¶ 33. Pursue argues that the chancellor erred in compounding the interest. The common-law rule is that “when interest is allowable, it is to be computed on a simple rather than compound basis in the absence of an express authorization otherwise.” Greenville Riverboat, LLC v. Less, Getz & Lipman, P.L.L.C., 131 F.Supp.2d 842, 849 (S.D.Miss.2000) (applying Mississippi law).
¶ 34. In Stovall v. Illinois Gulf Railroad Co., 722 F.2d 190 (5th Cir.1984), the court, applying Mississippi law, distinguished between Mississippi Code Sections 75–17–1(1) and 75–17–7 and held that interest is to be computed on a simple basis unless the statute specifically states otherwise. Id.
¶ 35. Section 75–17–1(1), as amended in 1974 and applicable at the time of the 1981 judgment, stated, “the legal rate of interest on all notes, accounts and contracts shall be six percent (6%) per annum, calculated according to the actuarial method․” The court acknowledged that “according to the actuarial method” has the technical meaning that interest be computed at the specified rate, compounded annually. While Section 75–17–7, as amended in 1975, stated, “All judgments and decrees founded on any contract shall bear interest at the same rate as the contract․ All other judgments and decrees shall bear interest at the rate of eight percent (8%) per annum.”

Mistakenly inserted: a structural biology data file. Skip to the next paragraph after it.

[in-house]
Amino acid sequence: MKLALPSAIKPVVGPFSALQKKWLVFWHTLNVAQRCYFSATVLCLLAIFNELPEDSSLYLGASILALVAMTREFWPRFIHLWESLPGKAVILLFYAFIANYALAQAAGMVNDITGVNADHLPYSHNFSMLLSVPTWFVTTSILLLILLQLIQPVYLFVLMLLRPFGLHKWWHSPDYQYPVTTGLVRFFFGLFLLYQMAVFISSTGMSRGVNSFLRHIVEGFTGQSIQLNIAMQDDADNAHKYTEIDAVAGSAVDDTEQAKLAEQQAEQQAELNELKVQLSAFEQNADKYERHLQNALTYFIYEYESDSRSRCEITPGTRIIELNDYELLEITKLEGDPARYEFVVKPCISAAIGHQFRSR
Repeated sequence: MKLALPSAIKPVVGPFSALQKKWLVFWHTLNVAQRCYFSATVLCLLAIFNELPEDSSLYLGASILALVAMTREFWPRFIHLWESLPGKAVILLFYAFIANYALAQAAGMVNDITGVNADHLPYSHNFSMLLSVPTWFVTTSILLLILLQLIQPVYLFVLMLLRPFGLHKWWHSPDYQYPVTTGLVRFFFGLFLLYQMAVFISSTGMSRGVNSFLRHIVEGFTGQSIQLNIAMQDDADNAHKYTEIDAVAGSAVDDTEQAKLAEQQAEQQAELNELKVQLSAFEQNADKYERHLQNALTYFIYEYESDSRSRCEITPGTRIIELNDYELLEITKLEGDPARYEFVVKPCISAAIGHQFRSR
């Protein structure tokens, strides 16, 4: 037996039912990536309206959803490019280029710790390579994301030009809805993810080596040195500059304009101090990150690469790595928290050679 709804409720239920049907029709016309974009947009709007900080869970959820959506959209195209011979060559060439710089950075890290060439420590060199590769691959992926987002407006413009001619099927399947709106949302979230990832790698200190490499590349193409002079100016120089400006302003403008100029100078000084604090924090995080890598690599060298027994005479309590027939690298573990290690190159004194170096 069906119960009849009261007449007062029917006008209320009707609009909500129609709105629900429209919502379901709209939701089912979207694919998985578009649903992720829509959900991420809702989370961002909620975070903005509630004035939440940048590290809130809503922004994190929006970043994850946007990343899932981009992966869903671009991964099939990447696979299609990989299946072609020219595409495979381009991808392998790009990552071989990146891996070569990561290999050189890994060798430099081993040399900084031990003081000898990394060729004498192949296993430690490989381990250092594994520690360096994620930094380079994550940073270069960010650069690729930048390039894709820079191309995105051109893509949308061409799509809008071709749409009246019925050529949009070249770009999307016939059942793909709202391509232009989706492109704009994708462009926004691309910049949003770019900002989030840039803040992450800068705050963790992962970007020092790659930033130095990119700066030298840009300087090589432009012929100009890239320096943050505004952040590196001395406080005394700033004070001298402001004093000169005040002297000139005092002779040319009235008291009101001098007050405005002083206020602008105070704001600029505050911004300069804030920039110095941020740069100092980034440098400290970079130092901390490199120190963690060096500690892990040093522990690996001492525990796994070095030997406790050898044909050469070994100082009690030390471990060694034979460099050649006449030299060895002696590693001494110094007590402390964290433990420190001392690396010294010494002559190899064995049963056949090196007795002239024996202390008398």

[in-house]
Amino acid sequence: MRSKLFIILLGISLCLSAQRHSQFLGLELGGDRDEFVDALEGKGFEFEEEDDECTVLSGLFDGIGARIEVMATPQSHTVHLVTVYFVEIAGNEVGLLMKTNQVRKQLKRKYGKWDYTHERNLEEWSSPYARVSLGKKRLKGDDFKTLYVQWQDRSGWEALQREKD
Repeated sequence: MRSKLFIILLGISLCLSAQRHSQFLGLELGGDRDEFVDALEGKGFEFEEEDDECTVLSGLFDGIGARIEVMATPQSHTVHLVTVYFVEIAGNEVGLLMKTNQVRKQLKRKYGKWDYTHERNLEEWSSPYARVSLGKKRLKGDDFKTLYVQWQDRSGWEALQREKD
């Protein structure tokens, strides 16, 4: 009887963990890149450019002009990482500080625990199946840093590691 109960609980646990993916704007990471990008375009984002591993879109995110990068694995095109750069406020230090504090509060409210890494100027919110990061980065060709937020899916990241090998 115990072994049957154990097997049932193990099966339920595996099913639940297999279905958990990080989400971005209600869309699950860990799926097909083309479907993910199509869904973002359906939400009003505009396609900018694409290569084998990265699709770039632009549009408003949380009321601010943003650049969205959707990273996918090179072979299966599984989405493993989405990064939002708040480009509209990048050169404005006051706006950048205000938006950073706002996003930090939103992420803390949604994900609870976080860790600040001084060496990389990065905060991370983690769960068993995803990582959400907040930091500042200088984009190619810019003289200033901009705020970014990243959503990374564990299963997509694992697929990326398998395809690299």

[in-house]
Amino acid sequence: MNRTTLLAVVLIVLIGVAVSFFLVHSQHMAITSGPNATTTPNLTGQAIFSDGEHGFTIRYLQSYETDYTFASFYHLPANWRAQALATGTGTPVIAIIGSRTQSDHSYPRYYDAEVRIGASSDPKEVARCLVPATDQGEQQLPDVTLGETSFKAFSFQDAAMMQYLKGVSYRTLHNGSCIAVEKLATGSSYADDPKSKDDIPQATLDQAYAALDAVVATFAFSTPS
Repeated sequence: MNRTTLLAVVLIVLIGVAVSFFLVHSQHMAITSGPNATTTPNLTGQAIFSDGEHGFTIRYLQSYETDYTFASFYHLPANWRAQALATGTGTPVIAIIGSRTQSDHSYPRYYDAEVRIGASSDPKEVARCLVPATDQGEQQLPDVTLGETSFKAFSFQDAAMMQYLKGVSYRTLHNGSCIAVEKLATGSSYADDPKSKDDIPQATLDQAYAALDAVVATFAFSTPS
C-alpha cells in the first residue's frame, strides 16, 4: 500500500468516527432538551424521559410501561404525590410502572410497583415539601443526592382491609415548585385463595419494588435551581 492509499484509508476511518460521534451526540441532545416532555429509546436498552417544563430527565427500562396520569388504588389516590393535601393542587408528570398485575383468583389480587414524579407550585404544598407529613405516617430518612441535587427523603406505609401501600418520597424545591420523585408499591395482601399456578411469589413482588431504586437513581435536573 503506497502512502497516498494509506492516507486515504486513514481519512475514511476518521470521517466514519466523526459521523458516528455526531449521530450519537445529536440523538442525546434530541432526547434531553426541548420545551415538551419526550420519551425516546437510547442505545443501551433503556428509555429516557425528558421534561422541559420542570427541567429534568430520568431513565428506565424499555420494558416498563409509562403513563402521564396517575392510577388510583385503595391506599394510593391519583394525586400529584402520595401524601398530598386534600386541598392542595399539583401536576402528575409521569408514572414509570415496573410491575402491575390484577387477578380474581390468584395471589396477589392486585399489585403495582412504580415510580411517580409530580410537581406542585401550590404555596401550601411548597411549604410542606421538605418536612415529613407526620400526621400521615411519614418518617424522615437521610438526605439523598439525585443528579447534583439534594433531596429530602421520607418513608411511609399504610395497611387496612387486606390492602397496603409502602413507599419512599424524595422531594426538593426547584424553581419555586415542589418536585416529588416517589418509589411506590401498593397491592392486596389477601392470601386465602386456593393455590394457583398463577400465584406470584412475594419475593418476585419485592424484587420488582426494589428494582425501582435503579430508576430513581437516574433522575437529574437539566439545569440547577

¶ 36. The court determined that, under Mississippi law applicable at the time of judgment, Section 75–17–7 awarded interest on a simple-interest basis. Unlike Section 75–17–1(1), Section 75–17–7 did not authorize computation on a compound, instead of simple-interest, basis.
¶ 37. This Court relied on the Fifth Circuit's interpretation in Stovall in Dedeaux Utility Co., Inc. v. City of Gulfport, 938 So.2d 838 (Miss.2006). Dedeaux involved the awardability of interest in eminent domain actions. In Dedeaux, the trial court ordered the defendant to pay eight percent per annum compound interest on the amount of the award from the date of filing of the complaint until the date of entry of the judgment, along with simple interest of eight percent per annum after the entry of the judgment. On appeal, this Court recognized that the eminent domain statutory scheme had a specific provision for interest on eminent domain judgments.
¶ 38. Mississippi Code Section 11–27–19 provides as follows: “Any judgment finally entered in payment for property to be taken shall provide legal interest on the award of the jury from the date of the filing of the complaint until payment is actually made․” Miss.Code Ann. § 11–27–19 (Rev.2004). Because the statute called for the payment of “legal interest” and not interest calculated “according to the actuarial method,” this Court determined that “legal interest” is not compounded, but is, rather, simple interest. Furthermore, the statute provided no distinction between prejudgment interest and post-judgment interest. Thus, this Court reversed the trial court and held that the trial court erred when it compounded the interest and made a distinction between prejudgment interest and post-judgment interest. Id. at 846 (¶ 28).